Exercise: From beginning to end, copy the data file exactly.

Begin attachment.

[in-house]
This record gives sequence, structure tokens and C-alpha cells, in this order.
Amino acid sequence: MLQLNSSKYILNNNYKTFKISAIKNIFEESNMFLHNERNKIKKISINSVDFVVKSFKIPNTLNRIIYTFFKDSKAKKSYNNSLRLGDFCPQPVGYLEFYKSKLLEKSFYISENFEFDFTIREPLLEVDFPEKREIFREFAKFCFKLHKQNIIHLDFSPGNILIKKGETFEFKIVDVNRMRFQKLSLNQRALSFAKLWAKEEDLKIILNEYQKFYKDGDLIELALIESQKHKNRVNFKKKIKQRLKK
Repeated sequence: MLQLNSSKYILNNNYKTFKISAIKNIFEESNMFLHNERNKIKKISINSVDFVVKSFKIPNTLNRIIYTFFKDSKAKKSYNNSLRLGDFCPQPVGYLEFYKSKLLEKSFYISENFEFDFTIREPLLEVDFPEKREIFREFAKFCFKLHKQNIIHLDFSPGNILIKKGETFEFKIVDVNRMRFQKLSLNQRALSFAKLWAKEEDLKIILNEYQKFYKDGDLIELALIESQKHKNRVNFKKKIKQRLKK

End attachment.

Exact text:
[in-house]
This record gives sequence, structure tokens and C-alpha cells, in this order.
Amino acid sequence: MLQLNSSKYILNNNYKTFKISAIKNIFEESNMFLHNERNKIKKISINSVDFVVKSFKIPNTLNRIIYTFFKDSKAKKSYNNSLRLGDFCPQPVGYLEFYKSKLLEKSFYISENFEFDFTIREPLLEVDFPEKREIFREFAKFCFKLHKQNIIHLDFSPGNILIKKGETFEFKIVDVNRMRFQKLSLNQRALSFAKLWAKEEDLKIILNEYQKFYKDGDLIELALIESQKHKNRVNFKKKIKQRLKK
Repeated sequence: MLQLNSSKYILNNNYKTFKISAIKNIFEESNMFLHNERNKIKKISINSVDFVVKSFKIPNTLNRIIYTFFKDSKAKKSYNNSLRLGDFCPQPVGYLEFYKSKLLEKSFYISENFEFDFTIREPLLEVDFPEKREIFREFAKFCFKLHKQNIIHLDFSPGNILIKKGETFEFKIVDVNRMRFQKLSLNQRALSFAKLWAKEEDLKIILNEYQKFYKDGDLIELALIESQKHKNRVNFKKKIKQRLKK